mRNA and protein expression and activities of nitric oxide synthases in the lumbar spinal cord of neonatal rats after sciatic nerve transection and melatonin administration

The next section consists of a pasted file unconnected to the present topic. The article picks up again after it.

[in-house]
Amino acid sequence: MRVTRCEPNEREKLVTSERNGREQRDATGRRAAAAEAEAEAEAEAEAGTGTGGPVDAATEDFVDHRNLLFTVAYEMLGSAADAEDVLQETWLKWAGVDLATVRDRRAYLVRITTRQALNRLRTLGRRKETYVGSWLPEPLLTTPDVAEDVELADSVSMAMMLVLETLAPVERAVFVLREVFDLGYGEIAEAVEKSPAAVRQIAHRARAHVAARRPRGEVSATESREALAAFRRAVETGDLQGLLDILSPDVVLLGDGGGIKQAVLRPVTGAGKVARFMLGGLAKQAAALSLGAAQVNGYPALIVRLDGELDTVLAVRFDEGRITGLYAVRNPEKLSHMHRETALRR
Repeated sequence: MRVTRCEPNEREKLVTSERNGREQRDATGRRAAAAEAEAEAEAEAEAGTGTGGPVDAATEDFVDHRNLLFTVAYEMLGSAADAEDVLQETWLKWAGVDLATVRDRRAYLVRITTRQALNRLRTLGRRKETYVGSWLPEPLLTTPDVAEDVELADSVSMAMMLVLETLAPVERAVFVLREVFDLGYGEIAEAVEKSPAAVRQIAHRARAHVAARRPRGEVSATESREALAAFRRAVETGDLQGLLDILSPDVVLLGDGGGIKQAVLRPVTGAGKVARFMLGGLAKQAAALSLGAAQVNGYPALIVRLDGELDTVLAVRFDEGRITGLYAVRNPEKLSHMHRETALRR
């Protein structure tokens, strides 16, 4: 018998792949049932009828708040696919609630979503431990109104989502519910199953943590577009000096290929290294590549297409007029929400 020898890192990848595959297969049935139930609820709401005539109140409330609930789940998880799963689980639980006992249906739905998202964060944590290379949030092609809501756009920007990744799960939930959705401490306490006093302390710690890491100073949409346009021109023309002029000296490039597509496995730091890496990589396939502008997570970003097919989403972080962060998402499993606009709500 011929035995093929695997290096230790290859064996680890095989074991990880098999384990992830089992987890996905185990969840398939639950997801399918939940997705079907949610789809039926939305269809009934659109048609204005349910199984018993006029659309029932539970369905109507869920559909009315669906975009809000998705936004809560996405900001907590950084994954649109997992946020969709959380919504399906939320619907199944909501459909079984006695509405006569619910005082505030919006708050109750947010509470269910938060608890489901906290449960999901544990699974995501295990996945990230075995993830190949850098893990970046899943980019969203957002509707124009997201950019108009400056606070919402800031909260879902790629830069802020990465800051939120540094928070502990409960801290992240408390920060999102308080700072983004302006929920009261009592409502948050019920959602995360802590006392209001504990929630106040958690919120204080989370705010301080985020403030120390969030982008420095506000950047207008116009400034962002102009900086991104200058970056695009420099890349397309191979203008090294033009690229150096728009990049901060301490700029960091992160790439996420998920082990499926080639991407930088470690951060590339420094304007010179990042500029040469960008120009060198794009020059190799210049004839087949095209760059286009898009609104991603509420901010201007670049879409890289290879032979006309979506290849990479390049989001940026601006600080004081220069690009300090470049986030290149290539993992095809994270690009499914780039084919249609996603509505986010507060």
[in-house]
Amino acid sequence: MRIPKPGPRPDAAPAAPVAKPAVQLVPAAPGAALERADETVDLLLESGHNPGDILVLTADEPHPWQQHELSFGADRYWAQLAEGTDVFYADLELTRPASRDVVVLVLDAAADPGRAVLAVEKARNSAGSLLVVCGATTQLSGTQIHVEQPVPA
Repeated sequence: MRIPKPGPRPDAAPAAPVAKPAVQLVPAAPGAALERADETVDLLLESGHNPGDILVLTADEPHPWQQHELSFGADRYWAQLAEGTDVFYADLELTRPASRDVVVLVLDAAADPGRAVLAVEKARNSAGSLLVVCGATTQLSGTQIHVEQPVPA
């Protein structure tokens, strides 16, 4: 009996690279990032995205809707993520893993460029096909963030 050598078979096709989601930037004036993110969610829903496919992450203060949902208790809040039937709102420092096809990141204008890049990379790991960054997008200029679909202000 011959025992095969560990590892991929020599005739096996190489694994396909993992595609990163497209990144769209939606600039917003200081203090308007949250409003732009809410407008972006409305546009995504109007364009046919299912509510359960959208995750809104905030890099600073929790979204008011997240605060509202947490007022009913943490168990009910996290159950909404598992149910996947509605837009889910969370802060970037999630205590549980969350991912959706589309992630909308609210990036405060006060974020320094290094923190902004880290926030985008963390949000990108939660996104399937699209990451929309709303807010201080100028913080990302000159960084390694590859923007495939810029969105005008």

Sciatic axotomy in 2-day-old rats (P2) causes lumbar motoneuron loss, which could be associated with nitric oxide (NO) production. NO may be produced by three isoforms of synthase (NOS): neuronal (nNOS), endothelial (eNOS) and inducible (iNOS). We investigated NOS expression and NO synthesis in the lumbar enlargement of rats after sciatic nerve transection at P2 and treatment with the antioxidant melatonin (sc; 1 mg/kg). At time points ranging from P2 to P7, expression of each isoform was assessed by RT-PCR and immunohistochemistry; catalytic rates of calcium-dependent (nNOS, eNOS) and independent (iNOS) NOS were measured by the conversion of [3H]L-arginine to [3H]L-citrulline. All NOS isoforms were expressed and active in unlesioned animals. nNOS and iNOS were detected in some small cells in the parenchyma. Only endothelial cells were positive for eNOS. No NOS isoform was detected in motoneurons. Axotomy did not change these immunohistochemical findings, nNOS and iNOS mRNA expression and calcium-independent activity at all survival times. However, sciatic nerve transection reduced eNOS mRNA levels at P7 and increased calcium-dependent activity at 1 and 6 h. Melatonin did not alter NOS expression. Despite having no action on NOS activity in unlesioned controls the neurohormone enhanced calcium-dependent activity at 1 and 72 h and reduced calcium-independent catalysis at 72 h in lesioned rats. These results suggest that NOS isoforms are constitutive in the neonatal lumbar enlargement and are not overexpressed after sciatic axotomy. Changes in NO synthesis induced by axotomy and melatonin administration in the current model are discussed considering some beneficial and deleterious effects that NO may have.


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